The writing of this post was only ever a matter timing – a question of ‘when’ not ‘if’. Once I’d started an occasional series of blog posts about the origins of agriculture, I knew I’d have to write one (or several) about the very beginnings, the true origins – the first farming in the history of the world.
Now that time has come, and we shall reach back through the mists of time towards the earliest farmers (and, to be precise, I’m only thinking about arable farming this time)… prompted by an unexpected link, posted on the Association for Environmental Archaeology’s Facebook page, and a recently purchased new book.
Firstly, the book:
Cappers, R.T.J. & Neef, R. (2012). Handbook of Plant Palaeoecology (Barkhuis, Groningen).
This splendid volume, lavishly illustrated and still surrounded by an aura of new-book-smell, is a thorough guide to plant palaeoecology – or, as some (like me) prefer to call it, archaeobotany. It discusses everything from taxonomy, biology and ecology to preservation, identification and interpretation. Examples are drawn from various sources, in particular the authors’ fieldwork in Egypt, where walnut bark is apparently used for “cleaning teeth and reddening lips”. See the photo on p.12 where such bark is for sale at a Cairo market, advertised as “Lady Toots-brush” – surely the perfect name for a pop diva.
Anyway, I digress. I recommend this book and may come back to it in future posts, but its main relevance to this post is that it has a section entitled “Modelling the dawn of farming” (pp.375-80), a handy summary guide to, well, the dawn of farming. It’s a pretty complex area of debate, and not my particular area of expertise, but some basic points are worthy of note
- The period in question is the Neolithic, more specifically the self-explanatory “Pre-Pottery Neolithic” period, over 10,000 years ago.
- The area in question may broadly be described as Western Asia, with particular importance being commonly attached to the biblical lands of the so-called “Fertile Crescent”, running from the valley of the Jordan, north up the Levantine coast, bending around south-east Turkey and Syria, and following the Euphrates and Tigris down to the Persian Gulf. I’m afraid I haven’t got a map, but a quick image search of the web will rustle some up.
- The basic process at work is something like this: hunter-gatherers gathering wild food plants and sowing their seeds, and harvesting the result, and so on; this proto-agricultural process, somewhere between wildlife management and full-blown farming, resulted in the domestication of crops – whereby certain (genetic) characteristics offered a competitive advantage under cultivation, but not in the wild. For example, in the wild it’s advantageous to have good seed dispersal mechanisms, to increase chances of germination in the next generation. But under cultivation, this is disadvantageous: successful reproduction comes not from shattering your seeds all over the place, but from having your seeds harvested and resown as seed-corn. For an excellent, informed discussion of crop domestication see Fuller 2007.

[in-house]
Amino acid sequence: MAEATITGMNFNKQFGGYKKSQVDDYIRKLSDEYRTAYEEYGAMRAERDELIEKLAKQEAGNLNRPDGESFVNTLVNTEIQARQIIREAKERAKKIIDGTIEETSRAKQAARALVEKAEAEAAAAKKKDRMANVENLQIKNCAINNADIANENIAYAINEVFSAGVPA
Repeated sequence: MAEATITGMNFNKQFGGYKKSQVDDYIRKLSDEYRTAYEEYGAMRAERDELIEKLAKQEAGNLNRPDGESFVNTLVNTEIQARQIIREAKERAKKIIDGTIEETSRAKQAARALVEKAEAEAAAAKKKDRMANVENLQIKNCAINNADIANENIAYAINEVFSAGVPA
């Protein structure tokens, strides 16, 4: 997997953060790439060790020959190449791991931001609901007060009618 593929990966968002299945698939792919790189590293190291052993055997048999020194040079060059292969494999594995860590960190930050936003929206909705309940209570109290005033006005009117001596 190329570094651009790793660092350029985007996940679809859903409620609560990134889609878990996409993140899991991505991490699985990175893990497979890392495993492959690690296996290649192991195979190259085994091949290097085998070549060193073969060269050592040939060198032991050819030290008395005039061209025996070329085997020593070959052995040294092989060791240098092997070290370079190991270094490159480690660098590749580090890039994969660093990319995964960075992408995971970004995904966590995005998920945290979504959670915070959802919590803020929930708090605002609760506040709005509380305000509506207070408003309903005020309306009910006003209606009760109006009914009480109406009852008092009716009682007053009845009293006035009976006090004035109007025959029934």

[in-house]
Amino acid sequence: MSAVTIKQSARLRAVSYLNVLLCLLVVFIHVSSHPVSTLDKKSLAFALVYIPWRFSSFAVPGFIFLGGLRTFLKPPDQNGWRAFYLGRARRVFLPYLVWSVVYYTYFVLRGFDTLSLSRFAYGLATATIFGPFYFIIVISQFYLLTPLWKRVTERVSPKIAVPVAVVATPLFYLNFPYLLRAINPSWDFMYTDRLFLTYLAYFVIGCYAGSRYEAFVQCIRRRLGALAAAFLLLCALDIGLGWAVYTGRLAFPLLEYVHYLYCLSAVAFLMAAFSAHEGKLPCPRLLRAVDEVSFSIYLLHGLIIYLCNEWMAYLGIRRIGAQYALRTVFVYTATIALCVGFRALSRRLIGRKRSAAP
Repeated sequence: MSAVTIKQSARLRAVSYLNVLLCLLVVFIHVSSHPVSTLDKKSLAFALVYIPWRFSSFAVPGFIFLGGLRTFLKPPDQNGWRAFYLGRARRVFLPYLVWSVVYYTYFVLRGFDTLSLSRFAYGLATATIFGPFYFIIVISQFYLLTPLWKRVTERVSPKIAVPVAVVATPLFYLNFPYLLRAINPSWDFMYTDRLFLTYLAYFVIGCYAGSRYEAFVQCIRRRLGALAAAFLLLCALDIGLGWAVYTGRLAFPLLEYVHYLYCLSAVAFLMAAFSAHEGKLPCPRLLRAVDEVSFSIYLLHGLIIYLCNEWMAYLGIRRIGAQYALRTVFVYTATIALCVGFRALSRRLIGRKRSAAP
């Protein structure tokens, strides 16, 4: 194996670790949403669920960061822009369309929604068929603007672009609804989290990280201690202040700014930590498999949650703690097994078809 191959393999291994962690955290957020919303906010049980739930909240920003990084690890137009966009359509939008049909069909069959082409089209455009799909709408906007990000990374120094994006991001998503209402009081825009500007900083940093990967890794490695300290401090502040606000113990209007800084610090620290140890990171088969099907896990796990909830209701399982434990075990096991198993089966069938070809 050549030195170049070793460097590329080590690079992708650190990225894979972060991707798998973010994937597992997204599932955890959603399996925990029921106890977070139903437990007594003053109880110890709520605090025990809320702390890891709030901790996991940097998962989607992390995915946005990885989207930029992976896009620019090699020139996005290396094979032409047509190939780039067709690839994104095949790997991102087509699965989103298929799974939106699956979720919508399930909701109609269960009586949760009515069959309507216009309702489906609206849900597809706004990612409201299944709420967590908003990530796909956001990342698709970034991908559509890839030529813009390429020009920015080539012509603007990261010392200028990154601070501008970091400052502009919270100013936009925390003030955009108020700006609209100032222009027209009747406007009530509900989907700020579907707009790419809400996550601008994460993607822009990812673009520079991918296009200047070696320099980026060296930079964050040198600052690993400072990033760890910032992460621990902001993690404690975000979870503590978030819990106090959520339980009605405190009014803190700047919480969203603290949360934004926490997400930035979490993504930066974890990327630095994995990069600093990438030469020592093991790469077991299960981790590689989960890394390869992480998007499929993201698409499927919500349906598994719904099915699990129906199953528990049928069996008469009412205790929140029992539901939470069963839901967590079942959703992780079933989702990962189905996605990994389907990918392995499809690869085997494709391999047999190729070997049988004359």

Now, this topic raises a number of pressing questions. Radiocarbon-dated crop remains indicate, on current evidence, that the cultivation and domestication of, e.g. wheat, occurred first of all around the Levant – but it’s less clear whether the same ‘discovery’ occurred at other places independently, or whether everyone else got the idea from the Levant. The latter model is a bit – dare I lapse into the vernacular? – a bit old school. A bit “diffusionist”, as they say on the street. But to support the other model, the ‘multiple independent origins’ model, you’d need to find and date other domesticated crop remains.
So now to that article that I was led to unexpectedly via Facebook: “Farming Was So Nice, It Was Invented At Least Twice“, on ScienceNOW, reporting on an original research paper in Science itself (Riehl et al. 2013).
The item reports new research that supports the ‘multiple independent origins’ model: a long, well-dated sequence of plant remains from a site in Iran, suggesting cultivation and domestication not so long after its more westerly Levantine counterpart, and apparently independently invented. Suggestive, but not conclusive – partly because radiocarbon dates aren’t quite precise enough. If you’ve got access to Science, another paper in the same issue by George Willcox helps to put all this in perspective (Willcox 2013).
So, Farming Unearthed has finally scratch-ploughed the surface of the very origins of agriculture. There’s clearly a fascinating and epic story waiting to be told here, with ambitious new research constantly building up our picture (did I mention genetic profiling?), and if/when I have time I’d love to explore this all in more detail.
Fuller, D.Q. (2007). ‘Contrasting patterns in crop domestication and domestication rates: recent archaeobotanical insights from the Old World’, Annals of Botany 100, pp.903-924.
Riehl, S., Zeidi, M., & Conard, N.J. (2013). ‘Emergence of Agriculture in the Foothills of the Zagros Mountains of Iran’, Science 341 (no.6141), pp.65-67.
Willcox, G. (2013). ‘The Roots of Cultivation in Southwestern Asia’, Science 341 (no.6141), pp.39-40.